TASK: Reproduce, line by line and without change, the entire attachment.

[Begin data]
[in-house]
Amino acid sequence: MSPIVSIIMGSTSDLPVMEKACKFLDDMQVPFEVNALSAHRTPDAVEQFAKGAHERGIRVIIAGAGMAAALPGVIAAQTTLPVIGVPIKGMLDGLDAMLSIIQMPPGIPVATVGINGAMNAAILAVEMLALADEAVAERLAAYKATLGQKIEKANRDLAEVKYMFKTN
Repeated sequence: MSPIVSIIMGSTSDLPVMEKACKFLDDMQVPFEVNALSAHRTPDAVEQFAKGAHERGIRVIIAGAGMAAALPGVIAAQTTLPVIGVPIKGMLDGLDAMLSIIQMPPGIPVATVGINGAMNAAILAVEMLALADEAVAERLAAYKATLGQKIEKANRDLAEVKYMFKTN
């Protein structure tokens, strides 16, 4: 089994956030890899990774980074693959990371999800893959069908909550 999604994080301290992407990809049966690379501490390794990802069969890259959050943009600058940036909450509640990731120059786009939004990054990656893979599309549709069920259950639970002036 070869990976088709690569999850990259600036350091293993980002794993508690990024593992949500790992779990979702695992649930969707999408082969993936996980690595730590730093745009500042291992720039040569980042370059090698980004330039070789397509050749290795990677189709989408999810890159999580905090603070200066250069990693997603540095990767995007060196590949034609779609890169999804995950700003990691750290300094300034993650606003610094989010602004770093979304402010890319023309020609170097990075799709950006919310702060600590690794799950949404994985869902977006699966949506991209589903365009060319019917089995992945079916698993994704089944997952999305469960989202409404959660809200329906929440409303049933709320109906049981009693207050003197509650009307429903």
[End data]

[in-house]
Amino acid sequence: MSPIVSIIMGSTSDLPVMEKACKFLDDMQVPFEVNALSAHRTPDAVEQFAKGAHERGIRVIIAGAGMAAALPGVIAAQTTLPVIGVPIKGMLDGLDAMLSIIQMPPGIPVATVGINGAMNAAILAVEMLALADEAVAERLAAYKATLGQKIEKANRDLAEVKYMFKTN
Repeated sequence: MSPIVSIIMGSTSDLPVMEKACKFLDDMQVPFEVNALSAHRTPDAVEQFAKGAHERGIRVIIAGAGMAAALPGVIAAQTTLPVIGVPIKGMLDGLDAMLSIIQMPPGIPVATVGINGAMNAAILAVEMLALADEAVAERLAAYKATLGQKIEKANRDLAEVKYMFKTN
């Protein structure tokens, strides 16, 4: 089994956030890899990774980074693959990371999800893959069908909550 999604994080301290992407990809049966690379501490390794990802069969890259959050943009600058940036909450509640990731120059786009939004990054990656893979599309549709069920259950639970002036 070869990976088709690569999850990259600036350091293993980002794993508690990024593992949500790992779990979702695992649930969707999408082969993936996980690595730590730093745009500042291992720039040569980042370059090698980004330039070789397509050749290795990677189709989408999810890159999580905090603070200066250069990693997603540095990767995007060196590949034609779609890169999804995950700003990691750290300094300034993650606003610094989010602004770093979304402010890319023309020609170097990075799709950006919310702060600590690794799950949404994985869902977006699966949506991209589903365009060319019917089995992945079916698993994704089944997952999305469960989202409404959660809200329906929440409303049933709320109906049981009693207050003197509650009307429903």